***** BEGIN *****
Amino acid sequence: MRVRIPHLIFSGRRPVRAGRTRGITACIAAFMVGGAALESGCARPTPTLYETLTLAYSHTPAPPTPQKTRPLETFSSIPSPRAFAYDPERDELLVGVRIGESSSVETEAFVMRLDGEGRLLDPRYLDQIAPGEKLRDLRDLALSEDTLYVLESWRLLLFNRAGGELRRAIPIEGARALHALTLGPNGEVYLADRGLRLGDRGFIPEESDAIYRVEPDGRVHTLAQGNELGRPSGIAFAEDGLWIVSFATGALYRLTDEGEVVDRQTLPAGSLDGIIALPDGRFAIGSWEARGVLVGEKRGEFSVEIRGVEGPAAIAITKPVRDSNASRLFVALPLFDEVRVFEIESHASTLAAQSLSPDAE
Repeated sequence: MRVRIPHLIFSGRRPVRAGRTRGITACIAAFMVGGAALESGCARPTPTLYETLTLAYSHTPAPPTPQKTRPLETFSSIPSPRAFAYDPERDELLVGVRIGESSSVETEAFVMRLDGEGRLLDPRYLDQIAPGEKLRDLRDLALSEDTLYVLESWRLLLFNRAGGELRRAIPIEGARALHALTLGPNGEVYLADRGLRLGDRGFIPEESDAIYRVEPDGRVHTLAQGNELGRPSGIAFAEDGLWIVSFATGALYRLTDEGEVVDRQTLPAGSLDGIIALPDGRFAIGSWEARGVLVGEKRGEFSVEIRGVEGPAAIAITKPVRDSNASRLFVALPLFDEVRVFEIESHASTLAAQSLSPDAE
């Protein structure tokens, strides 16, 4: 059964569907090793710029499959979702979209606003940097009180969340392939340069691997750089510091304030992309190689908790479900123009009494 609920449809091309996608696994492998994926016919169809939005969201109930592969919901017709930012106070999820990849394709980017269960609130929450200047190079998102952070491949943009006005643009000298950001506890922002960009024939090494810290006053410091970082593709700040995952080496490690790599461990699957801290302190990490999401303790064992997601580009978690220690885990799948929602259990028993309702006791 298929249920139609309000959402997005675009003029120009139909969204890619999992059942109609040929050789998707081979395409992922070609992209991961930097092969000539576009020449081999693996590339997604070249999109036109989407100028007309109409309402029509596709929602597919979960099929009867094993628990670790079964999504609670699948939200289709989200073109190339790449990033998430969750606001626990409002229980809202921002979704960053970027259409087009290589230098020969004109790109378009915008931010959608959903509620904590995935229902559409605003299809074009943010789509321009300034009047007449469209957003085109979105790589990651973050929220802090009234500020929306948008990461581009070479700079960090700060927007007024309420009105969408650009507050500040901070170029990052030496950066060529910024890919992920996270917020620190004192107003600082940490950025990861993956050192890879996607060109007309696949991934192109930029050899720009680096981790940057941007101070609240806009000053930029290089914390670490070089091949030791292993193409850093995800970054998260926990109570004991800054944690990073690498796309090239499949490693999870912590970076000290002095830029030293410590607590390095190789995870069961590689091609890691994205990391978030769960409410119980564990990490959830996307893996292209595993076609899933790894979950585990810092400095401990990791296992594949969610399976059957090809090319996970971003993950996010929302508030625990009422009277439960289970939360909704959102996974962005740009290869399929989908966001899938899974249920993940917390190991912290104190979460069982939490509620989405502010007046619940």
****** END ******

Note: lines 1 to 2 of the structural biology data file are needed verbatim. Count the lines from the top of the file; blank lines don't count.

Amino acid sequence: MRVRIPHLIFSGRRPVRAGRTRGITACIAAFMVGGAALESGCARPTPTLYETLTLAYSHTPAPPTPQKTRPLETFSSIPSPRAFAYDPERDELLVGVRIGESSSVETEAFVMRLDGEGRLLDPRYLDQIAPGEKLRDLRDLALSEDTLYVLESWRLLLFNRAGGELRRAIPIEGARALHALTLGPNGEVYLADRGLRLGDRGFIPEESDAIYRVEPDGRVHTLAQGNELGRPSGIAFAEDGLWIVSFATGALYRLTDEGEVVDRQTLPAGSLDGIIALPDGRFAIGSWEARGVLVGEKRGEFSVEIRGVEGPAAIAITKPVRDSNASRLFVALPLFDEVRVFEIESHASTLAAQSLSPDAE
Repeated sequence: MRVRIPHLIFSGRRPVRAGRTRGITACIAAFMVGGAALESGCARPTPTLYETLTLAYSHTPAPPTPQKTRPLETFSSIPSPRAFAYDPERDELLVGVRIGESSSVETEAFVMRLDGEGRLLDPRYLDQIAPGEKLRDLRDLALSEDTLYVLESWRLLLFNRAGGELRRAIPIEGARALHALTLGPNGEVYLADRGLRLGDRGFIPEESDAIYRVEPDGRVHTLAQGNELGRPSGIAFAEDGLWIVSFATGALYRLTDEGEVVDRQTLPAGSLDGIIALPDGRFAIGSWEARGVLVGEKRGEFSVEIRGVEGPAAIAITKPVRDSNASRLFVALPLFDEVRVFEIESHASTLAAQSLSPDAE